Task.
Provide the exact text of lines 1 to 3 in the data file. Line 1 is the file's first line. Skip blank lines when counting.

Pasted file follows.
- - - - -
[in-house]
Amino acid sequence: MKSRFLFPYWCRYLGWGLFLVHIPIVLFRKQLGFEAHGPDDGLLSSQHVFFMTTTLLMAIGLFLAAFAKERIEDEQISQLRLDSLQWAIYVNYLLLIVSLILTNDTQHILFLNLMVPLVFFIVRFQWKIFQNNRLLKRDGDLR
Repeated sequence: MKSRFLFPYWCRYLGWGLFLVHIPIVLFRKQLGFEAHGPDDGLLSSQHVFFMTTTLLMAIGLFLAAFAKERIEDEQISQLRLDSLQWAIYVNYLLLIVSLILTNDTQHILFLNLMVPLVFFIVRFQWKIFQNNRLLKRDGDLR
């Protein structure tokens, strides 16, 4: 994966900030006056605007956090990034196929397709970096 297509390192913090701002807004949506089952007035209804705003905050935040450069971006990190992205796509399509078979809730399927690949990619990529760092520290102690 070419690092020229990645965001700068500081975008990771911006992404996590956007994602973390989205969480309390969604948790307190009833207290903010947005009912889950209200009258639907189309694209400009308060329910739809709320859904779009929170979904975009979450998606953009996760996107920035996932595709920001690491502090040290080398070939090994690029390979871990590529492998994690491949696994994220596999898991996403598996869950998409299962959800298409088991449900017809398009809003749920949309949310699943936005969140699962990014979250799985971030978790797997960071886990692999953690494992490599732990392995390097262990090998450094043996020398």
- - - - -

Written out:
[in-house]
Amino acid sequence: MKSRFLFPYWCRYLGWGLFLVHIPIVLFRKQLGFEAHGPDDGLLSSQHVFFMTTTLLMAIGLFLAAFAKERIEDEQISQLRLDSLQWAIYVNYLLLIVSLILTNDTQHILFLNLMVPLVFFIVRFQWKIFQNNRLLKRDGDLR
Repeated sequence: MKSRFLFPYWCRYLGWGLFLVHIPIVLFRKQLGFEAHGPDDGLLSSQHVFFMTTTLLMAIGLFLAAFAKERIEDEQISQLRLDSLQWAIYVNYLLLIVSLILTNDTQHILFLNLMVPLVFFIVRFQWKIFQNNRLLKRDGDLR